Paul Bryant-Quinn wrote:Gentlemen, this is very helpful indeed. Would you allow me to copy the images you have posted here?

Regards,

Paul


Paul all the images are available online via an "image search" through any of the main search engines. The colour painting of the Euphrates is from the BBC collection of art images of a military and nautical nature.
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Re: Which regiment?

Postby Peter Ewart » 03 May 2013 12:59

Paul

Supplementing the above just a little, the Euphrates left Portsmouth on 30 Sep 1879 with a draft of 164 men of the 85th Foot - no officer accompanying. The Times of that day indicates they were from Aldershot, not Cowley, but I suppose it is possible they had travelled from Cowley to Aldershot first? Five days earlier, the Jumna had sailed with Capt Welman of the 85th Foot, with other drafts embarking at Pompey & Plymouth. (The Times, 26 Sep). The previous day the Euphrates had suffered a fairly serious mishap at Portsmouth, possibly requiring repairs. (Times, 25 Sep).

As Garen says, the voyage for these troopships at that time was about a month. The Euphrates was comfortably back at Spithead in time to sail for Bombay again on Christmas Eve, carrying "additional reinforcements for Afghanistan", expecting to arrive around the 23rd January. (Times 24 Dec). Perhaps puzzlingly, in addition to the drafts embarking on this occasion was Capt Welman, 85th Foot, along with Lieuts Butcher & Sutton of the same reg't. (Welman, 85th, was also reported as arriving at Pompey in October on the Himalaya - from Malta! Perfectly possible, though). The Euphrates voyage with the 85th draft on the 30th September came just eleven days after arriving at Spithead from Durban with quite a few officers home from the AZW. (Times 20 Sep). Don't know whether it had begun this particular voyage in India or not.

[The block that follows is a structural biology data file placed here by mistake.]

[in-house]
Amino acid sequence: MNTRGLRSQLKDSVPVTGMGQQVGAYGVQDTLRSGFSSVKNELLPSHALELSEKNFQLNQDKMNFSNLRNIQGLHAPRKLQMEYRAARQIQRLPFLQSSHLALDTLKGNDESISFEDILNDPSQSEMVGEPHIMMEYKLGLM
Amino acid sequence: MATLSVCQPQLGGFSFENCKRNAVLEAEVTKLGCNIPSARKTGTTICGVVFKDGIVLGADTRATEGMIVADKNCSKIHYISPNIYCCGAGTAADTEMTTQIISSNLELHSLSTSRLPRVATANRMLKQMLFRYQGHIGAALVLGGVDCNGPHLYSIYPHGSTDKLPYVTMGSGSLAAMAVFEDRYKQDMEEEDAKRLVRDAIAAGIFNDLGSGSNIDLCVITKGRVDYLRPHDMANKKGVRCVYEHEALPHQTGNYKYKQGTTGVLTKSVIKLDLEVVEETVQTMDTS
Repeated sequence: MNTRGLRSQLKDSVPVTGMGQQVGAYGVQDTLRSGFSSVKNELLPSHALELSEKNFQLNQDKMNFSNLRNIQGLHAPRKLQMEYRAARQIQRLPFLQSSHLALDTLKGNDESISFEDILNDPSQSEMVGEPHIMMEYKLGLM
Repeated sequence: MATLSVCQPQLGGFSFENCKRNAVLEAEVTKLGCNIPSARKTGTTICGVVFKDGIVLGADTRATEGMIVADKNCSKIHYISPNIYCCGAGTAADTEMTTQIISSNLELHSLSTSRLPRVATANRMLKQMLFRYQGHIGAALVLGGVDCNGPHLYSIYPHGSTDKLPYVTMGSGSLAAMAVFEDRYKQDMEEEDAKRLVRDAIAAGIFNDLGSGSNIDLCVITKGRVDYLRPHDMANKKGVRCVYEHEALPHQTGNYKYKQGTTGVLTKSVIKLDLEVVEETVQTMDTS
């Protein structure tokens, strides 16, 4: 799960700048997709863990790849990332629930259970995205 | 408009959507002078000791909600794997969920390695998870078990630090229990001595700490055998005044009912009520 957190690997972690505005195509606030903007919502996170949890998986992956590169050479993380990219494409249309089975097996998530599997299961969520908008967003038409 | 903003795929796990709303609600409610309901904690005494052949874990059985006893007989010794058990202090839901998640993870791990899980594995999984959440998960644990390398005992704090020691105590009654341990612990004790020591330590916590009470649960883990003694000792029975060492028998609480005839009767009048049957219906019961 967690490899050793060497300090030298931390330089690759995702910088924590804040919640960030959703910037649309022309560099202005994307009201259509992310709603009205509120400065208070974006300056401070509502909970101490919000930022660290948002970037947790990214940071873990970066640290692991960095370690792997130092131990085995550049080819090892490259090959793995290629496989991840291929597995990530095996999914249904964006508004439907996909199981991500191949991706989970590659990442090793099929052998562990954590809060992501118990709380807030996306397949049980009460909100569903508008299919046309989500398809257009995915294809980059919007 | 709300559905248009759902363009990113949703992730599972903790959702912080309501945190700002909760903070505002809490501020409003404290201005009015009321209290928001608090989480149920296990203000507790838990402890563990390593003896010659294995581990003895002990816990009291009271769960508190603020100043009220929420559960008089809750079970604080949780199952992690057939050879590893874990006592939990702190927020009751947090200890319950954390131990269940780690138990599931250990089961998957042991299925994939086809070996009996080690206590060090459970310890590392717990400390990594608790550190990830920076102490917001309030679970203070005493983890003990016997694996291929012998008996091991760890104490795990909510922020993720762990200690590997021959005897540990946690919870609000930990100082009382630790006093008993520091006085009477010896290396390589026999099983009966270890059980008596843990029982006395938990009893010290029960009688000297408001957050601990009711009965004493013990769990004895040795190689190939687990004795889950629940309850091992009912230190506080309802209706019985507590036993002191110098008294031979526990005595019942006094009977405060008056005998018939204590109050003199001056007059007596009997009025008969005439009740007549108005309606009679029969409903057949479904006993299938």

Most of the reports of drafts embarking provide names and ranks of officers, details of their regiment or unit and the number in the draft, including men, women and children. Officers quite separate from the drafts were also usually named.

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Re: Which regiment?

Postby Frogsmile » 03 May 2013 16:22

Peter Ewart wrote:Paul

Supplementing the above just a little, the Euphrates left Portsmouth on 30 Sep 1879 with a draft of 164 men of the 85th Foot - no officer accompanying. The Times of that day indicates they were from Aldershot, not Cowley, but I suppose it is possible they had travelled from Cowley to Aldershot first? Five days earlier, the Jumna had sailed with Capt Welman of the 85th Foot, with other drafts embarking at Pompey & Plymouth. (The Times, 26 Sep). The previous day the Euphrates had suffered a fairly serious mishap at Portsmouth, possibly requiring repairs. (Times, 25 Sep).

As Garen says, the voyage for these troopships at that time was about a month. The Euphrates was comfortably back at Spithead in time to sail for Bombay again on Christmas Eve, carrying "additional reinforcements for Afghanistan", expecting to arrive around the 23rd January. (Times 24 Dec). Perhaps puzzlingly, in addition to the drafts embarking on this occasion was Capt Welman, 85th Foot, along with Lieuts Butcher & Sutton of the same reg't. (Welman, 85th, was also reported as arriving at Pompey in October on the Himalaya - from Malta! Perfectly possible, though). The Euphrates voyage with the 85th draft on the 30th September came just eleven days after arriving at Spithead from Durban with quite a few officers home from the AZW. (Times 20 Sep). Don't know whether it had begun this particular voyage in India or not.

Most of the reports of drafts embarking provide names and ranks of officers, details of their regiment or unit and the number in the draft, including men, women and children. Officers quite separate from the drafts were also usually named.

Peter


Interestingly a Captain Welman of the 85th was left to command the depot at Lucknow when the regiment advanced, as is mentioned in my post above ( 01 May 2013 09:10). He was presumably either the same man, or perhaps a brother.